Delta Air Lines has denounced legislation that would permit businesses to cite religion in refusing to serve gays, saying proposals in Georgia and Arizona would cause “significant harm” and “result in job losses.”
The company, which is Atlanta’s largest employer and one of the biggest private companies in Georgia, joins the likes of Apple, American Airlines and Marriott in opposing such measures.
Arizonans are awaiting Gov. Jan Brewer’s decision on whether to sign or veto legislation that would bolster business owners’ rights to cite their religion as a defense in discrimination lawsuits. Civil rights group have criticized SB 1062 for protecting businesses that refuse to serve gays and lesbians. Brewer has until Friday to decide.
Similar measures are working their way through the Georgia Legislature. A committee hearing on one of the bills, HB 1023, was scheduled for Tuesday but the hearing was postponed until Wednesday, then canceled altogether, according to gay rights group Georgia Equality. The other measure, SB 377, is awaiting a vote before the full Senate and must pass the chamber by Monday to stay alive.
Critics have slammed HB 1023 and SB 377 as opening “a Pandora’s box of discrimination and anti-civil behavior.” More than 20,000 people had signed an online petition against the measures as of Tuesday afternoon.
Georgia’s measures have bipartisan support -- unlike Arizona’s bill, which was supported only by Republicans, some of whom are now urging the governor to veto the bill.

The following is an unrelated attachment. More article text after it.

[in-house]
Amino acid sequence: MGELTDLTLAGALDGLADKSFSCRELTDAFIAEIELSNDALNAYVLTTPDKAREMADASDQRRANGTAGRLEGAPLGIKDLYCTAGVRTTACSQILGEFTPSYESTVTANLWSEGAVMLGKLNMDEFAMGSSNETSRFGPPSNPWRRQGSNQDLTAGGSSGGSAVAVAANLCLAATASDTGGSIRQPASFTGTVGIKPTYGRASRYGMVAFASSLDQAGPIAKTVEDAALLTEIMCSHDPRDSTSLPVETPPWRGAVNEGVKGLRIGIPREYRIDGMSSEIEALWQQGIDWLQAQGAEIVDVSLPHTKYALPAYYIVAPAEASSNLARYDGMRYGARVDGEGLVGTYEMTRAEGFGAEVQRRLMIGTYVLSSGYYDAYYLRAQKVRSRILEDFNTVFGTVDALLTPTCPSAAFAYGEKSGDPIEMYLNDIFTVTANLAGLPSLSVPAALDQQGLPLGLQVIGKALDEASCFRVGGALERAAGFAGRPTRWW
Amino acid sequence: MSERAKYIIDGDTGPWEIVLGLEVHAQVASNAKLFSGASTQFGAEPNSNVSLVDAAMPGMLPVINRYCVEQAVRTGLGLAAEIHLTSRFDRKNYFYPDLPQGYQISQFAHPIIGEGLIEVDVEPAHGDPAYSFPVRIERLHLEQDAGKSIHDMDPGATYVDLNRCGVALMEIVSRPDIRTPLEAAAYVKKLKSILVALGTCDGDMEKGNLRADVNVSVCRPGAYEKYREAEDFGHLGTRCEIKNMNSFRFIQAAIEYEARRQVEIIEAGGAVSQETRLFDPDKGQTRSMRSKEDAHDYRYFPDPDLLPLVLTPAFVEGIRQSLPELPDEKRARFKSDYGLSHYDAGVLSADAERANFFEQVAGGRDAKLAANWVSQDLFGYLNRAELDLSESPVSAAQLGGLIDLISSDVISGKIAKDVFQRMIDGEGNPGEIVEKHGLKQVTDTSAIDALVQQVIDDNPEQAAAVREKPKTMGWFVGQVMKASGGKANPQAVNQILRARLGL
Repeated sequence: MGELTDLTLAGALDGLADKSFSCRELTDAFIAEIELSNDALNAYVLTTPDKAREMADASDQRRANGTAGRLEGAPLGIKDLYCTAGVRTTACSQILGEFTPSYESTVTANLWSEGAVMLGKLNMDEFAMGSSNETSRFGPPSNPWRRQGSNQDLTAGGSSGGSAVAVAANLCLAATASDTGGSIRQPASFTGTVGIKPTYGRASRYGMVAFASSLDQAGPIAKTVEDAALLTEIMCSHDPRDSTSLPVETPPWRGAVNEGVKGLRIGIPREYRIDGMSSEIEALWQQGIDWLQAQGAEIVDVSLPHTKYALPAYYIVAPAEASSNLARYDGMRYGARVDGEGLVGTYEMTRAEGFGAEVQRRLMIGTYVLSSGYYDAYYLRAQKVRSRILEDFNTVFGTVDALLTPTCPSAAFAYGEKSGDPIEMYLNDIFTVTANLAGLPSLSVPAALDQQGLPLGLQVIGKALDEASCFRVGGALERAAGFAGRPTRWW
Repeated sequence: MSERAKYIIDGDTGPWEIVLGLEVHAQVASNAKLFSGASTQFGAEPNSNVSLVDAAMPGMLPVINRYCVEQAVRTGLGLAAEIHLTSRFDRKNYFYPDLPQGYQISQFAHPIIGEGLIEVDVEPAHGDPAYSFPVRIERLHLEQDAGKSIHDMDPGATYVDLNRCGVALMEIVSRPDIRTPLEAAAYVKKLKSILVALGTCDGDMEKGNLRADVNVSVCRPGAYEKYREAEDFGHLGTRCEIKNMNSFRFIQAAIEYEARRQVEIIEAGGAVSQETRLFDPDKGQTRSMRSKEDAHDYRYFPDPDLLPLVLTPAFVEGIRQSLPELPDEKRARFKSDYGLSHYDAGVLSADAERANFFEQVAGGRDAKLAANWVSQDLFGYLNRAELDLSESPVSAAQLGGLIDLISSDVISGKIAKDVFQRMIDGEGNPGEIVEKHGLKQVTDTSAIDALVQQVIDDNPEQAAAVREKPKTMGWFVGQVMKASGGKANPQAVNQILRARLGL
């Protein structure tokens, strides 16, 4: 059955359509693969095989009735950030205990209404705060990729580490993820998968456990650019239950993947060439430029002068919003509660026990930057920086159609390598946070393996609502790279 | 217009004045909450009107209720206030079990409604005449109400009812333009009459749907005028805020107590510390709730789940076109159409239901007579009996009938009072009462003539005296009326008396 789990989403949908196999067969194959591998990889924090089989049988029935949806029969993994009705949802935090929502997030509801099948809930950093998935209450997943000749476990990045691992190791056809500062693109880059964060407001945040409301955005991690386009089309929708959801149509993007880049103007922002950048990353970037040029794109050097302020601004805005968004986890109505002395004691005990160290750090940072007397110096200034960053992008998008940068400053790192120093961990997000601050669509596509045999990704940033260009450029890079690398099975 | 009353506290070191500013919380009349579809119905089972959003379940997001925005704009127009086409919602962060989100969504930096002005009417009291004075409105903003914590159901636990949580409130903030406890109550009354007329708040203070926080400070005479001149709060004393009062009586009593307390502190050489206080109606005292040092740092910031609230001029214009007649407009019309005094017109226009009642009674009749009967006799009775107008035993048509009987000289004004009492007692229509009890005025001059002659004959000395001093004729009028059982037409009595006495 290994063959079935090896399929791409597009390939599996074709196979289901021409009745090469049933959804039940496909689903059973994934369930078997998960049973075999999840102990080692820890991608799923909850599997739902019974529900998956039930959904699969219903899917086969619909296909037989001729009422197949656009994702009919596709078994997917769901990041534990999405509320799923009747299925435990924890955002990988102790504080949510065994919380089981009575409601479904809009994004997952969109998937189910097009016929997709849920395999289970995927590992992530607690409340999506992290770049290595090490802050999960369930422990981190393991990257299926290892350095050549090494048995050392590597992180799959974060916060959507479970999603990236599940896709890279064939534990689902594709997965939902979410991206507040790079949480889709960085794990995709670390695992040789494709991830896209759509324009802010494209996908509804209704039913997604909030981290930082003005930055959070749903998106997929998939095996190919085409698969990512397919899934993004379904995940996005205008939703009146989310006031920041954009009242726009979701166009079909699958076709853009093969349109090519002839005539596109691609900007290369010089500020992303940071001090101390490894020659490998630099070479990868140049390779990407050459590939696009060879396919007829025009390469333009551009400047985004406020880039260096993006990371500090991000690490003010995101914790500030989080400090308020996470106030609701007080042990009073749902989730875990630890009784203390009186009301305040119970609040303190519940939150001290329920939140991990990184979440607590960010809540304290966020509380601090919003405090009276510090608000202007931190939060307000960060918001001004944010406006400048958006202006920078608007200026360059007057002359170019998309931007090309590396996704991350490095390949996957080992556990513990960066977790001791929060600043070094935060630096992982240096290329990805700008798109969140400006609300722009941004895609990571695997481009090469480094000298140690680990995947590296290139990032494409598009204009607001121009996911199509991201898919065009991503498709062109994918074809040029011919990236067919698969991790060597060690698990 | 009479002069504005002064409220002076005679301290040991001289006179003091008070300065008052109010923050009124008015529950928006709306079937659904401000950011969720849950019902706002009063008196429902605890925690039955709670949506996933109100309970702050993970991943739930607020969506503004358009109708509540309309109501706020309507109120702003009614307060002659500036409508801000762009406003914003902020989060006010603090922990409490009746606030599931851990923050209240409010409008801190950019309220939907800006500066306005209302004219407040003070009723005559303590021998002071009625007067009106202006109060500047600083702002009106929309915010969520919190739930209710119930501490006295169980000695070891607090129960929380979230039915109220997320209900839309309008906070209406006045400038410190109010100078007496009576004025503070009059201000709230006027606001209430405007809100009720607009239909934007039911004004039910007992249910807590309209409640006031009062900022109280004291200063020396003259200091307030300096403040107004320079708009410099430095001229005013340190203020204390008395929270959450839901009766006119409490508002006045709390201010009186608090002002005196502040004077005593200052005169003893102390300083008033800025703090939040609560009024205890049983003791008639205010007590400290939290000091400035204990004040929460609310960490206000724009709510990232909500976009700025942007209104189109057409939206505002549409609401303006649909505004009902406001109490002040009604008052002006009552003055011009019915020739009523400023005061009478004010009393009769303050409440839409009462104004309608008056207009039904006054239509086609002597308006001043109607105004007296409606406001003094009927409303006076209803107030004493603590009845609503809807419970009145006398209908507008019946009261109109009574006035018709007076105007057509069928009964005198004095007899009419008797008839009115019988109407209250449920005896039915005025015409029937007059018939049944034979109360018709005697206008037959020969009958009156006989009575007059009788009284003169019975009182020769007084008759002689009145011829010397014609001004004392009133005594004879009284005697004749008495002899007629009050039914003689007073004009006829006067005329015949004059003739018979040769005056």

The measures are based on the federal Religious Freedom Restoration Act, passed in 1993, which requires a government to show that a compelling interest is served when enforcing a law that causes a substantial burden on an individual’s religious freedom.
More than two dozen state governments hold themselves to a similar standard.
In a statement Tuesday night, Delta said it was deeply concerned about the bills.
“If passed into law, these proposals would cause significant harm to many people and will result in job losses,” the statement said. “They would also violate Delta’s core values of mutual respect and dignity.”
The Baptist Joint Committee for Religious Liberty, which said it supported the federal law, criticized HB 1023 for requiring an individual to face a “burden” rather than a “substantial burden.” SB 377 uses the tougher “substantial burden” standard.
Georgia, like Arizona, doesn’t prohibit discrimination based on sexual orientation but legal experts say conservatives are worried that might change. Atlanta, which constitutes about 5% of Georgia’s population, includes sexual orientation and gender identity in all of its anti-discrimination ordinances.
In Arizona, some foes of the legislation have threatened to boycott the state if the bill becomes law. That possibility worries some companies and business organizations, which have urged a veto. Business owners remember all too well the boycotts triggered by an earlier measure aimed at immigrants in the country illegally.